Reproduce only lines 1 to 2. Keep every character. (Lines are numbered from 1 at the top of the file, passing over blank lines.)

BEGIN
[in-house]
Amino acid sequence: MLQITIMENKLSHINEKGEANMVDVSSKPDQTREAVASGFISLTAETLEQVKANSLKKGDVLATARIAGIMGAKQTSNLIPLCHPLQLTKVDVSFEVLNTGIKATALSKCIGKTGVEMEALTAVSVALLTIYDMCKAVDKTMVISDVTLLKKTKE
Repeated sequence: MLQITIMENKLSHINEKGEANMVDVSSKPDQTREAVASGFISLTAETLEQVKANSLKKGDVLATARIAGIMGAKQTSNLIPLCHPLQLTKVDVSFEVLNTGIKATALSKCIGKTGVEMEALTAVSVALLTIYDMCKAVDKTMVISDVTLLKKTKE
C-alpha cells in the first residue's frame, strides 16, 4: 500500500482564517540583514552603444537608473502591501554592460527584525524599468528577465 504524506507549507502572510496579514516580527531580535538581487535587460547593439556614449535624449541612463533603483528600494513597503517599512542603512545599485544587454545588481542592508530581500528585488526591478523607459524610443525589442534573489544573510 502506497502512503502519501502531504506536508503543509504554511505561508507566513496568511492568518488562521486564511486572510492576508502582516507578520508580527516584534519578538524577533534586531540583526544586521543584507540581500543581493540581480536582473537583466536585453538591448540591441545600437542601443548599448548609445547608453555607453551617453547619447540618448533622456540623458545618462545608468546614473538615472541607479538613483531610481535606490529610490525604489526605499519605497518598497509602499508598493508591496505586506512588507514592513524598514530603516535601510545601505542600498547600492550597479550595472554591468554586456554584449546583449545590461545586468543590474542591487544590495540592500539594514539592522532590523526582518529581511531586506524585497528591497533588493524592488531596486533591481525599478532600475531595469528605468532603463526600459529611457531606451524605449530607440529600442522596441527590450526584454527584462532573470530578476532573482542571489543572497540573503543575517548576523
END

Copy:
[in-house]
Amino acid sequence: MLQITIMENKLSHINEKGEANMVDVSSKPDQTREAVASGFISLTAETLEQVKANSLKKGDVLATARIAGIMGAKQTSNLIPLCHPLQLTKVDVSFEVLNTGIKATALSKCIGKTGVEMEALTAVSVALLTIYDMCKAVDKTMVISDVTLLKKTKE